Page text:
Few artists are prepared to plumb the depths and egoistic state of the art market, image culture and corporate personhood the way Mark Flood has for the past decades. Time and again, the artist’s occasionally crass, bold-faced techniques and assemblages of mass-media signifiers toys with the spectacle of consumption, mocking both advertisements and political symbolism as bound up in a state of image-consumption. It’s this dichotomy, writ large against the backdrop of the art market that defines his current show of work at Zach Feuer in New York.
For Flood’s newest exhibition, he has filled the full expanse of the gallery with a variety of objects and signage. Large canvases emblazoned with classic American corporate logos play against Flood’s manipulated advertisements and celebrity photos, tweaking them with violent verbiage that taunts the piece and its subjects in equal measure, often spray-painted with stencils that add a certain haste to the proceedings. At the front of the space, Flood has covered the walls with auction notes and results from his recent record-setting sales, as well as reviews of the current show (one imagines that this review will find its way there soon). With this zest for his own public image, Flood seems happy to poke holes in his own mystique, always reminding the viewer of his work’s hefty price tags.
It’s a series of thematics that’s popped up frequently in the past months, from Wade Guyton’s act of reprinting past works after they sold for record prices in an attempt to stunt market speculation, to Richard Prince’s recent diatribe on his website against the “buy low, sell high” Wall Street mentality currently sweeping the auction rooms. But with Flood’s work, the pieces don’t seem wholly antagonistic towards the forces of the market. Rather, Flood’s lightning-fast production and slapdash methods seem to be feeding into a ravenous art buying populace, bringing attention to the issue at hand by feeding a steady stream of punky, spray-paint emblazoned works into circulation that pale in comparison to the record-setting works Flood underlines in the entrance to the show.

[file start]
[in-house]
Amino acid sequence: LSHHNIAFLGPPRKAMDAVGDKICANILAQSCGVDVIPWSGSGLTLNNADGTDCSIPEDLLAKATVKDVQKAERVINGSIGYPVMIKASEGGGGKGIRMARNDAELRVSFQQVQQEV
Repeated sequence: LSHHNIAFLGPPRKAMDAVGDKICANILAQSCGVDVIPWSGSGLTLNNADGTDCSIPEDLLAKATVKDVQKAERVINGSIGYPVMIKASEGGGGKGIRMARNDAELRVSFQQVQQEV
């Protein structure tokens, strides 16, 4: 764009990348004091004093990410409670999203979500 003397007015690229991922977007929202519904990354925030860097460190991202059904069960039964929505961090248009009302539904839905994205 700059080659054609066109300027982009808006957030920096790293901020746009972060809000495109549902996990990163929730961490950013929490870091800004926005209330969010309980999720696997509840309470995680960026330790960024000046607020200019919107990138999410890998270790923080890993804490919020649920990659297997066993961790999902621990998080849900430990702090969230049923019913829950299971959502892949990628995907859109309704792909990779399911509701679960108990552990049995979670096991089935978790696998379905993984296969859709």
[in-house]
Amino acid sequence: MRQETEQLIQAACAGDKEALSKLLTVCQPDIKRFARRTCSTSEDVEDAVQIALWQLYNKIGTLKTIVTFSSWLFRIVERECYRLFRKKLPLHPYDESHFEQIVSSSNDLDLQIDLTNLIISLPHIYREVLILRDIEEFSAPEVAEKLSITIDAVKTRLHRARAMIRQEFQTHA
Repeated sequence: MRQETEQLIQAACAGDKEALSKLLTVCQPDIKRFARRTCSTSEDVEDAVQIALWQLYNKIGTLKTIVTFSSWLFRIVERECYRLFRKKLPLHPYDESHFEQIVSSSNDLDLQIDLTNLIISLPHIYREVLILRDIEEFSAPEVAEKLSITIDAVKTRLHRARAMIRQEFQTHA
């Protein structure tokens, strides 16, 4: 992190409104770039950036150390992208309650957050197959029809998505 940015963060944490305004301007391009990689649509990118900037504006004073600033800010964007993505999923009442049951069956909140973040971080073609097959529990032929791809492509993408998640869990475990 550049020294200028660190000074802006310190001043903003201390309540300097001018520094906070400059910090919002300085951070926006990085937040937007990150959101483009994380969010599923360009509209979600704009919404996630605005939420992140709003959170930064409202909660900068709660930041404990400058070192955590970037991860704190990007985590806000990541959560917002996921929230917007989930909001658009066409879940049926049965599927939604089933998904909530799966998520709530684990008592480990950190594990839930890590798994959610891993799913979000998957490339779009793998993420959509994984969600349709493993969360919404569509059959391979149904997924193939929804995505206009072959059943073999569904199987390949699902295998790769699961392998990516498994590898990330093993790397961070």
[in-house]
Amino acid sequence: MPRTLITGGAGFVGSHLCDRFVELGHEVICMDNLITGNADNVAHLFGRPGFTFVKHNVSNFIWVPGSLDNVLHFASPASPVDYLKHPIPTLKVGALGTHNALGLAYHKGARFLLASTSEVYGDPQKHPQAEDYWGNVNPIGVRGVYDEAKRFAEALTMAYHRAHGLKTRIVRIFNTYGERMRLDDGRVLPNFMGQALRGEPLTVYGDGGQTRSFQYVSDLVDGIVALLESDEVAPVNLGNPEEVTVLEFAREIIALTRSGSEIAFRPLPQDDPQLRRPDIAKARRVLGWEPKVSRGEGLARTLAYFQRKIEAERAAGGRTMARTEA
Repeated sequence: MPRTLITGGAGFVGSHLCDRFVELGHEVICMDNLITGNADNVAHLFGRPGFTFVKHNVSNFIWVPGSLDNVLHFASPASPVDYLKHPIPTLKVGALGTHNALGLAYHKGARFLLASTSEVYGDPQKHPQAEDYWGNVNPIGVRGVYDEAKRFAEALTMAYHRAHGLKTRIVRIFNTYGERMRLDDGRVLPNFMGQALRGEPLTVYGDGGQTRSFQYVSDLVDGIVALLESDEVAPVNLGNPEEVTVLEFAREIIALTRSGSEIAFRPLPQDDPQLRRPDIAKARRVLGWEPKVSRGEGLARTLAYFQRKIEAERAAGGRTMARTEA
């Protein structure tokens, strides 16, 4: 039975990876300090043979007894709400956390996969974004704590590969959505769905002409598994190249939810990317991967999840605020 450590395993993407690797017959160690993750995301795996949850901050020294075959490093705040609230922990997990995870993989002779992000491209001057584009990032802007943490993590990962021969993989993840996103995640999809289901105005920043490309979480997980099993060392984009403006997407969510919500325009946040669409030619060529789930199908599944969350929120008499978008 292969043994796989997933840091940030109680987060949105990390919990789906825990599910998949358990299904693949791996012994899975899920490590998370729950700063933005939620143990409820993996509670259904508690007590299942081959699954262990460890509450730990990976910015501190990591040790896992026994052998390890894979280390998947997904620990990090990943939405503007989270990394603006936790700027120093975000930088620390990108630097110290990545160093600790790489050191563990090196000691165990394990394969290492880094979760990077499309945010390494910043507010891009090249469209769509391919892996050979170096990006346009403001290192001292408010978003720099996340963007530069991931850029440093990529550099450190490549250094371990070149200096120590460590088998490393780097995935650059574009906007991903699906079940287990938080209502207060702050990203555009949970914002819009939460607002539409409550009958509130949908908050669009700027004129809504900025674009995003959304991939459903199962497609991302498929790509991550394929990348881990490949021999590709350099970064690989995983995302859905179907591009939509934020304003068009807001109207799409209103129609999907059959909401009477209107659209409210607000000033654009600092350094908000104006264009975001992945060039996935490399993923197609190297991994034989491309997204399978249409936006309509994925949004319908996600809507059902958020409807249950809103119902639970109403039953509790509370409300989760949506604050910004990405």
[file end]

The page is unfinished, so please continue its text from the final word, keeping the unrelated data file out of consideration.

But it’s Flood’s masterstroke next door, The Insider Art Fair, running from May 14th to the 17th at 548Center, which tips the scales from one-dimensional critique to trenchant parody. Mimicking the superlative-laden texts of art fairs and the recurring creative tropes frequently seen at various fairs (down to a mock press release that’s almost frightening in its spot-on send up of the art “journalism” listicle), Flood takes a stab at the blend of dubious scholarship and salesmanship that defines the contemporary art fair, and in turn underscores its new place in the exchange between the museum, gallery and customer.
Between the two shows, Flood seems more than willing to articulate the intersections of scholarship, sensation and price fluctuation that defines the contemporary art landscape, and does so here with deft, incisive movements. But at the same time, his work seems stuck between overt criticism of the art/economics machinery and a meticulously reproduced microcosm that merely repeats the modes of labor and production that marks the gallery system at large. Flood’s work at times feels lost, stuck between the market that sustains his practice and the gag reflex he seems to make at any thought of his work as an object of consumption. Ultimately, it’s this very same confusion that makes his work so impressive, and so accurate.
Available Nasdaq Symbol is on view through June 14th.
— D. Creahan
Mark Flood at Zach Feuer [Exhibition Site]
“Scenes from Mark Flood: ‘Available NASDAQ Symbol” [Village Voice]
“Mark Flood’s Insider Art Fair is Coming to Chelsea” [Art in America]
“A Flood of Marks at the Insider Art Fair” [ArtInfo]